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Belarus: Independent Belarus
Country Study > Chapter 1 > Historical Background > Independent Belarus

INDEPENDENT BELARUS


Following the August 1991 coup d'├ętat in Moscow and declarations of independence by Estonia, Latvia, and Ukraine, the Supreme Soviet in Minsk declared the independence of Belarus on August 25, 1991, by giving its Declaration of State Sovereignty the status of a constitutional document and renaming the country the Republic of Belarus.

The disorientation that overtook the communists in the wake of the coup was used by liberals and nationalist reformers in various structures to advance their cause: the Supreme Soviet forced the resignation of its chairman, Mikalay Dzyemyantsyey, for siding with the coup leaders and replaced him with his deputy, Stanislaw Shushkyevich; all CPB property was nationalized; the name of the state was officially changed from the Belorussian Soviet Socialist Republic to the Republic of Belarus; and the CPB was temporarily suspended while its role in the coup was investigated.

Shushkyevich's support for the continuation of some kind of union culminated on December 8, 1991, in his signing of the Minsk Agreement. Minsk became the headquarters of the CIS.

After much negotiation and considerable revision, the Supreme Soviet adopted a new constitution, which went into effect on March 30, 1994. The new document created the office of president, declared Belarus a democracy with separation of powers, granted freedom of religion, and proclaimed Belarus's goal of becoming a neutral, nonnuclear state. The winner of the quickly organized election was Alyaksandr Lukashyenka, whose pro-Russian sentiments and policies seemed, however, destined to reunite Belarus with Russia in some way. Treaties were signed with Russia that made political concessions to the latter in hopes of creating economic advantages for Belarus. And there were clashes with parliament over the issue of presidential powers.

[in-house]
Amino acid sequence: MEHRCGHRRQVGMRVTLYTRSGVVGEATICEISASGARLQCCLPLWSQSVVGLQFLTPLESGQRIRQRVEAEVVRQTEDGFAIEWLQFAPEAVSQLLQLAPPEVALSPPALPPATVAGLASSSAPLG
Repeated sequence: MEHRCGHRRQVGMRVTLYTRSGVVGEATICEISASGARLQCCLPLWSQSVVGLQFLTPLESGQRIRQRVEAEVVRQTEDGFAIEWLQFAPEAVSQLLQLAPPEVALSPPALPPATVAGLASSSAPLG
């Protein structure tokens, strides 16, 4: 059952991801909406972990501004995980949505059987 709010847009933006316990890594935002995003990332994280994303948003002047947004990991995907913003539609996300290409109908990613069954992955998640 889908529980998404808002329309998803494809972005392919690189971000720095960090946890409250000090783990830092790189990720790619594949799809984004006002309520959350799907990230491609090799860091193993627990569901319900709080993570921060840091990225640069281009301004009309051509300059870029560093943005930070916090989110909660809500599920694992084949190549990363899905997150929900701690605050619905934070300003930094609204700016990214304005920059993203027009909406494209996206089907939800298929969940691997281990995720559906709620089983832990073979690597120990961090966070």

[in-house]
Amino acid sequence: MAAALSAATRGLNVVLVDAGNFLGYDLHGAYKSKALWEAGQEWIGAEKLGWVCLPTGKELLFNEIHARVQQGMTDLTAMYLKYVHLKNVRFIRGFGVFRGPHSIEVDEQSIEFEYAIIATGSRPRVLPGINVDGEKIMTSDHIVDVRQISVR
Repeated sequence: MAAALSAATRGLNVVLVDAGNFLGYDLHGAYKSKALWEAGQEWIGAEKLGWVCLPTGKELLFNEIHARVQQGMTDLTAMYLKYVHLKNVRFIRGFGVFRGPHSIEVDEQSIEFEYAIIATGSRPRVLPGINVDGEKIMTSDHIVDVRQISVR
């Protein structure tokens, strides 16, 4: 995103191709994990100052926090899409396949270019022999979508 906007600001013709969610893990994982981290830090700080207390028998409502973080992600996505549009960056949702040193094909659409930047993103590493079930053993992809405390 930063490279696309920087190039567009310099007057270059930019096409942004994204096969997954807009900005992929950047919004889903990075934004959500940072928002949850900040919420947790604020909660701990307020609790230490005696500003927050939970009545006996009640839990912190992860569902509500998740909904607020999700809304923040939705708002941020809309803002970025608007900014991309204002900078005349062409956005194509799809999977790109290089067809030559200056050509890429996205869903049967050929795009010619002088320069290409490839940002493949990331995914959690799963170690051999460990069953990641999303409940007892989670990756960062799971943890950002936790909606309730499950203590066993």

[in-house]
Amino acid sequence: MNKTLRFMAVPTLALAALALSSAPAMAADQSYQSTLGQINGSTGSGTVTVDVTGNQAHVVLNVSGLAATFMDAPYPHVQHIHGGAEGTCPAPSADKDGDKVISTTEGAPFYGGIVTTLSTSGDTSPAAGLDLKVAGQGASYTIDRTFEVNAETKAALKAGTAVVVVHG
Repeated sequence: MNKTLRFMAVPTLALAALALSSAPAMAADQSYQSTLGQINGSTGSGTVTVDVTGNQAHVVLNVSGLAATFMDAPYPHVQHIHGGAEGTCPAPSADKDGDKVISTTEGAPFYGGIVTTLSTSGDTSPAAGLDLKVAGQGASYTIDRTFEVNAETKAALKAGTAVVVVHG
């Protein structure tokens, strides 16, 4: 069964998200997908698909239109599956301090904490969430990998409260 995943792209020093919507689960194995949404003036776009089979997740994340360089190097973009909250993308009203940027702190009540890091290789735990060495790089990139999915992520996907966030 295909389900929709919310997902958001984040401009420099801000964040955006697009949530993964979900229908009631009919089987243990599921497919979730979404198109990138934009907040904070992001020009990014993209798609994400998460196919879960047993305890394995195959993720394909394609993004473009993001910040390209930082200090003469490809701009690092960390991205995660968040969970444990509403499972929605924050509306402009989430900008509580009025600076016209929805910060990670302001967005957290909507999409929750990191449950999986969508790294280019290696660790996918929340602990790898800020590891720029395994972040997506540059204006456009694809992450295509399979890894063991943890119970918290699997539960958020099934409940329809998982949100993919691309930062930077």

In the campaigning for the May 1995 parliamentary elections, continuing censorship of the media's campaign coverage demonstrated the less-than-democratic nature of the state. In response to the lack of information and as a consequence of continued political apathy on the part of the populace, two rounds of elections failed to elect enough deputies to seat a new Supreme Soviet. And Lukashyenka continued to accumulate increasing power through his appointments and dismissals.

Data as of June 1995




Last Updated: June 1995


Editor's Note: Country Studies included here were published between 1988 and 1998. The Country study for Belarus was first published in 1995. Where available, the data has been updated through 2008. The date at the bottom of each section will indicate the time period of the data. Information on some countries may no longer be up to date. See the "Research Completed" date at the beginning of each study on the Title Page or the "Data as of" date at the end of each section of text. This information is included due to its comprehensiveness and for historical purposes.

Note that current information from the CIA World Factbook, U.S. Department of State Background Notes, Australia's Department of Foreign Affairs and Trade Country Briefs, the UK's Foreign and Commonwealth Office's Country Profiles, and the World Bank can be found on Factba.se.

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